NASA’s ‘impossible’ space engine may actually work

NASA's controversial and puzzling engine design that could potentially make space travel much cheaper and faster may actually work

By: PTI | Published:November 16, 2016 1:39 pm
Nasa, nasa space engine, emdrive, emdrive space engine, nasa's impossible space engine, space travel, experimental propulsion system, emdrive engine testing, propulsion systems, space propulsion systems, space, science, science news EmDrive, which was developed by British researcher Roger Shawyer over 10 years ago, generates thrust by bouncing microwaves around inside a cone-shaped chamber (Source: EmDrive)

A controversial and puzzling engine design that could potentially make space travel much cheaper and faster may actually work, a new NASA study suggests. The experimental propulsion system known as the EmDrive, which seems to violate the laws of physics, generated small amounts of thrust in a lab test, researchers said.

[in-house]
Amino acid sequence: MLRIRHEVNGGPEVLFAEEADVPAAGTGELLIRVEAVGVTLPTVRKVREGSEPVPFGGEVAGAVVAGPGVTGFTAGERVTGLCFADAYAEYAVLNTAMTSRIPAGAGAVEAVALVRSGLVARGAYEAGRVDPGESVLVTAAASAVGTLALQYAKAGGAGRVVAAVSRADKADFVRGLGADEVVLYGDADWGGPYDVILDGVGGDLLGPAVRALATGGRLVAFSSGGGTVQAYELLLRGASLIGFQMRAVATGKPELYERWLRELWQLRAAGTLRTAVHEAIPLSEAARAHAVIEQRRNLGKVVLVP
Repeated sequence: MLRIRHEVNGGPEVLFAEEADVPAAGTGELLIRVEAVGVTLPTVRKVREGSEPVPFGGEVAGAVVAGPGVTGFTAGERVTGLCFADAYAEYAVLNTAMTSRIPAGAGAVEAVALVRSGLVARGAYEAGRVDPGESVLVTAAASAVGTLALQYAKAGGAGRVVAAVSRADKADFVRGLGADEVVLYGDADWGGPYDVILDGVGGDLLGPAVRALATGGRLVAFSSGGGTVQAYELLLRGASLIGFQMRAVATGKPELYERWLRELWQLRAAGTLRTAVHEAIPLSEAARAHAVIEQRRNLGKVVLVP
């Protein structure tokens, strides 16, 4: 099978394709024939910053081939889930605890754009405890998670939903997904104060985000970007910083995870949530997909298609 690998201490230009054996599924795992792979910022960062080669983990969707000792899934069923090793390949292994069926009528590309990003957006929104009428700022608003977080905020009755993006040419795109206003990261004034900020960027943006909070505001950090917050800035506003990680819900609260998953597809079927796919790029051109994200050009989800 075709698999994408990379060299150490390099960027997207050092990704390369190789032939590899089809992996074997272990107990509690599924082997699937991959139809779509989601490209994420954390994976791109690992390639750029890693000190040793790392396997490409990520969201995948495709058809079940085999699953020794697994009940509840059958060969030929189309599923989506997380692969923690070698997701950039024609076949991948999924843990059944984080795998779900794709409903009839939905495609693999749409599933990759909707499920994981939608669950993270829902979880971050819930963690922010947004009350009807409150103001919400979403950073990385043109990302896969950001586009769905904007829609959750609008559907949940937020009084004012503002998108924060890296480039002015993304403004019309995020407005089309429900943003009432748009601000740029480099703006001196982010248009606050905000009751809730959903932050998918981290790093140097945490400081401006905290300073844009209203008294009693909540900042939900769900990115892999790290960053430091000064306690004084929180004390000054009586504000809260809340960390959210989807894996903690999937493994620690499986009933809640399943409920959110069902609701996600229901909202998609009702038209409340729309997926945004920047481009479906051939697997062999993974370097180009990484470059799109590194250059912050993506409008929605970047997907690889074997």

The EmDrive, which was developed by British researcher Roger Shawyer over 10 years ago, generates thrust by bouncing microwaves around inside a cone-shaped chamber. According to Newton’s third law of motion – for every action, there is an equal and opposite reaction – this should not work, because there is no exhaust expelled out of the EmDrive system.

However, researchers led by Harold White from NASA’s Johnson Space Centre in Houston, did measure some thrust. Their EmDrive variant produced about 1.2 millinewtons of force per kilowatt of energy, ‘Space.com’ reported.

That is about 100 times more thrust than solar-sailing spacecraft, which harness the momentum of photons streaming from the Sun, are able to achieve, researchers said.

Like solar sails, the EmDrive requires no propellant; a spacecraft equipped with this propulsion system could generate all the microwaves it needs using solar panels. It is believed that the EmDrive could make space travel much cheaper and faster, theoretically opening up the heavens to greater exploration.

However, the study is just a proof of concept and further testing is needed to definitively rule out all possible sources of experimental error, White said.